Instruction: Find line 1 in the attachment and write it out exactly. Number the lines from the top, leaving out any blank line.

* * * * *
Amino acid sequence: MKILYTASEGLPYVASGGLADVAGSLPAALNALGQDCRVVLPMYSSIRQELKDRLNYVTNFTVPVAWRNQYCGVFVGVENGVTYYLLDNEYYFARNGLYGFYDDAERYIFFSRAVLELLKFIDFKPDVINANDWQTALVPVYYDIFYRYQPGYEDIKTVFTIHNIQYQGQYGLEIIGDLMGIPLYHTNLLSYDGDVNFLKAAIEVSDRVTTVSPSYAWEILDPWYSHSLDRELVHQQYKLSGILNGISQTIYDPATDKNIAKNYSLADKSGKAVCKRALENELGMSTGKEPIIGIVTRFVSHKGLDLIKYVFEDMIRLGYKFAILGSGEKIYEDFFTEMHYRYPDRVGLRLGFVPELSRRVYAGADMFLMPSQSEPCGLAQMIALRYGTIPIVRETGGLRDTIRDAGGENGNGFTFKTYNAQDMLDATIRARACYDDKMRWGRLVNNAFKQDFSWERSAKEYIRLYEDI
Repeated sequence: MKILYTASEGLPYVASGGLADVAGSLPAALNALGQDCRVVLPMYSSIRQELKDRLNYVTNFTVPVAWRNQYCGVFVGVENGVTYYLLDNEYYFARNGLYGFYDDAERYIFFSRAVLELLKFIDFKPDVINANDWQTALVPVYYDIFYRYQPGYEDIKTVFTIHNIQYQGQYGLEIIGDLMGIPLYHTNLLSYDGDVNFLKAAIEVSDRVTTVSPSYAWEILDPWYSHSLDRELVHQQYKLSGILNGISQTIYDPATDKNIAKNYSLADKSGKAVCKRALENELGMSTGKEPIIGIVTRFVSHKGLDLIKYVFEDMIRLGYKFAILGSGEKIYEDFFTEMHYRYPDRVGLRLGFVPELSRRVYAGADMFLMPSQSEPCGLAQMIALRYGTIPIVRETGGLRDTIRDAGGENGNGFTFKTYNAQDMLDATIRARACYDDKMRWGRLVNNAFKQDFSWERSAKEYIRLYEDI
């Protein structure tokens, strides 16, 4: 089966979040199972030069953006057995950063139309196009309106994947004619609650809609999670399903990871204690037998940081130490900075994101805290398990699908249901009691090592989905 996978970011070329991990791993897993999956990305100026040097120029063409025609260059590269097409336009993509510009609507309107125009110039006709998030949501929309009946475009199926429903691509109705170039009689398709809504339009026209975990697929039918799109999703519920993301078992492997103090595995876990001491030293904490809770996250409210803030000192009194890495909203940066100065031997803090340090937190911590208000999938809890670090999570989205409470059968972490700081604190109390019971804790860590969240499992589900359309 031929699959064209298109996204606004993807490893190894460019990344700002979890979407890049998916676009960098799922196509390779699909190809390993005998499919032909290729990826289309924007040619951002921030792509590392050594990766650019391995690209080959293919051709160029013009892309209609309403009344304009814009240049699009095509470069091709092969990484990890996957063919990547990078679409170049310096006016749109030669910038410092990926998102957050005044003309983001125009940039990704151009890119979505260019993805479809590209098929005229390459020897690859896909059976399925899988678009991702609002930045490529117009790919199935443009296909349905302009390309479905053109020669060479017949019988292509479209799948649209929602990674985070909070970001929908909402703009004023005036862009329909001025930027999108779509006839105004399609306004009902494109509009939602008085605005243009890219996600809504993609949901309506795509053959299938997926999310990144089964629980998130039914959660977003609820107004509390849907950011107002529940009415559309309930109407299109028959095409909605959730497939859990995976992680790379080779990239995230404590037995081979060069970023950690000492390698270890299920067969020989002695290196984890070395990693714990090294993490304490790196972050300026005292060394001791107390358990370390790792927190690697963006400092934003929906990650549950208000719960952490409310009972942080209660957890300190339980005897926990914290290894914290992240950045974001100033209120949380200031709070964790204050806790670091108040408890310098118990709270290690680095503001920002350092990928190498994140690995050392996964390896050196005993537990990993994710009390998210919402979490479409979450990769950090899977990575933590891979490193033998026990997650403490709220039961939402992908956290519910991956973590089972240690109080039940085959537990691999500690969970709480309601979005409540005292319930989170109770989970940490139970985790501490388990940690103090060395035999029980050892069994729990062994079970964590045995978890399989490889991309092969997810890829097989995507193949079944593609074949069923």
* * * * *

Amino acid sequence: MKILYTASEGLPYVASGGLADVAGSLPAALNALGQDCRVVLPMYSSIRQELKDRLNYVTNFTVPVAWRNQYCGVFVGVENGVTYYLLDNEYYFARNGLYGFYDDAERYIFFSRAVLELLKFIDFKPDVINANDWQTALVPVYYDIFYRYQPGYEDIKTVFTIHNIQYQGQYGLEIIGDLMGIPLYHTNLLSYDGDVNFLKAAIEVSDRVTTVSPSYAWEILDPWYSHSLDRELVHQQYKLSGILNGISQTIYDPATDKNIAKNYSLADKSGKAVCKRALENELGMSTGKEPIIGIVTRFVSHKGLDLIKYVFEDMIRLGYKFAILGSGEKIYEDFFTEMHYRYPDRVGLRLGFVPELSRRVYAGADMFLMPSQSEPCGLAQMIALRYGTIPIVRETGGLRDTIRDAGGENGNGFTFKTYNAQDMLDATIRARACYDDKMRWGRLVNNAFKQDFSWERSAKEYIRLYEDI